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League, the Hearst zoning is consistent with Plan

Zelda Bronstein,ChairPlanning Commission
Tuesday April 02, 2002



The League of Women Voters is a venerable organization noted for its commitment to fair and candid dialogue about public affairs. It was thus disappointing to read the letter from the officers of the League’s local chapter that appeared in the Planet’s Easter weekend edition (March 30-31). 

That letter accuses the City Council, the Planning Commission and the Hearst-Curtis-Delaware Neighborhood Association of succumbing to “fear of change,” manifest in the recent downzoning of the 1100 block of Hearst Avenue from R-3 to R-2A. The downzoning, the LWV contends, betrays the principles of the Housing and Land Use Elements of the city’s newly updated General Plan, approved first by the Commission and then by the Council in the latter part of 2001. According to the League, “Those policies and those documents are meaningless, and all those years of study and public input are wasted, if they can be set aside so soon after their adoption.” 

In fact, the downzoning of the 1100 block of Hearst is in keeping with both the letter and the spirit of the revised General Plan. As the League observes, the Plan calls for increased housing to be built along transit corridors. But the League then goes on to contend that: “[s]urely, the concept of increasing apartment development along transportation corridors also includes encouraging or at least permitting such development in appropriately zoned areas very close to transit corridors.” On the contrary: the new General Plan nowhere encourages or permits new construction on areas “very close to transit corridors.” As even a brief visit to the area makes clear, there is a marked difference between San Pablo Avenue and the adjacent 1100 block of Hearst Avenue. The Plan formally recognizes that difference by designating San Pablo as a Major Street and the 1100 block of Hearst Avenue as a Local Street.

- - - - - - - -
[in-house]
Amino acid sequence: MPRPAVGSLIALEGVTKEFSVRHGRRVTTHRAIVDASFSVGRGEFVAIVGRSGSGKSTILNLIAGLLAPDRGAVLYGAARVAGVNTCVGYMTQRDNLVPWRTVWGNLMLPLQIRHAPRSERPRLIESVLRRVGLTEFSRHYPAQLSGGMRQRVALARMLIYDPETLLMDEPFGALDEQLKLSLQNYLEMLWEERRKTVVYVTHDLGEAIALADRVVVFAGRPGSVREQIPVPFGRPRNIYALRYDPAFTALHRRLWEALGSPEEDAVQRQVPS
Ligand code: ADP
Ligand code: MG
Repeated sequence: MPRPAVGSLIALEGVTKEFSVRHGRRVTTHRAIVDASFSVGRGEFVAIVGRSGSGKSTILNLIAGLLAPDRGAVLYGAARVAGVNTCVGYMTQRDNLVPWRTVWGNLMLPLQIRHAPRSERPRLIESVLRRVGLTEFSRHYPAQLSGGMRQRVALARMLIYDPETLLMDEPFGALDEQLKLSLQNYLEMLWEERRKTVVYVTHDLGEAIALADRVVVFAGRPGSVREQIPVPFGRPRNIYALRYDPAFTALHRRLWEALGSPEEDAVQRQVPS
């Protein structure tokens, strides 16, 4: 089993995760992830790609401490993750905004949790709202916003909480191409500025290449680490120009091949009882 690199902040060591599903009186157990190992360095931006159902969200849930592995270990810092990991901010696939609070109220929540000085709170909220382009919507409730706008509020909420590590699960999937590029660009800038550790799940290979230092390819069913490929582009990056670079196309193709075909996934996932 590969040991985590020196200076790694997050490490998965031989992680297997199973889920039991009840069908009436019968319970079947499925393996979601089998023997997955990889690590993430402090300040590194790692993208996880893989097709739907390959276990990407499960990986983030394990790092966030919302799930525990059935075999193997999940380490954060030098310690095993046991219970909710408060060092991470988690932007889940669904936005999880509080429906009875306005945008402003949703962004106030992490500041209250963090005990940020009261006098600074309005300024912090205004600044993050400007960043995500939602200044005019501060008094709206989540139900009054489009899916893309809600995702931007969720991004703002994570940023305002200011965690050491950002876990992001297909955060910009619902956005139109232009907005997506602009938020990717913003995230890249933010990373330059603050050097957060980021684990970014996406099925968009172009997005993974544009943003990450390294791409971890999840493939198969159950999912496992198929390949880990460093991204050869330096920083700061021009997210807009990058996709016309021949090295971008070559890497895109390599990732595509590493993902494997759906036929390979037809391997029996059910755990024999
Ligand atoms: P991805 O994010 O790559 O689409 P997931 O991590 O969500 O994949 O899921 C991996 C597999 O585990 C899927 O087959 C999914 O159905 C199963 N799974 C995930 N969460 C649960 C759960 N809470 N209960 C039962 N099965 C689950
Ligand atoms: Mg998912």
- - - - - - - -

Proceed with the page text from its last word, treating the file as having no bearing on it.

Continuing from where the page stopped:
The League also fails to note that the first goal of the Land Use Element is “to maintain the character of Berkeley.” Policy LU-3, dealing with in-fill development, states: “Encourage sensitively designed, thoughtfully planned in-fill development that is compatible with neighboring land uses and architectural design and scale.” Policy LU-7, treating neighborhood quality of life, reads: “Preserve and protect the quality of life in Berkeley’s residential areas through careful land use decisions.” And the first goal of the entire General Plan is to “[p]reserve Berkeley’s unique character and quality of life.” 


2. The League seems to think that the policies informing the General Plan are perfectly consistent with one another. That is not the case. The goal of increasing housing — especially affordable housing — is in tension with the goal of preserving and protecting the special character of Berkeley, and the distinctive quality of residential neighborhoods in particular. In our dense, built-out city, this tension is not going to disappear; it can only be carefully negotiated, project by project, site by site, through the city's discretionary zoning process.  

When it approved the Planning Commission's unanimous recommendation to downzone the 1100 block of Hearst, the City Council successfully conducted just such a negotiation. It balanced the competing goals of new housing construction and neighborhood preservation. The League would have us believe that the newly applied R-2A category forecloses any further development on this block. But the R-2A zoning actually permits an additional 22 housing units to be added to the 45 existing units, for a total of 67 units--an increase of about fifty percent. In other words, it allows for a moderate amount of change that will respect the medium-density character of the neighborhood. 

A final note: it has become commonplace for advocates of “the sky’s the limit” development to accuse their critics of fearing change. What a simplistic charge! Are we really expected to believe that all change is for the better?  

The new General Plan provides a conceptual framework for judicious decision-making that evaluates proposals for development in accordance with the complex, nuanced character of Berkeley's settlement and life. 


Zelda Bronstein, 


Planning Commission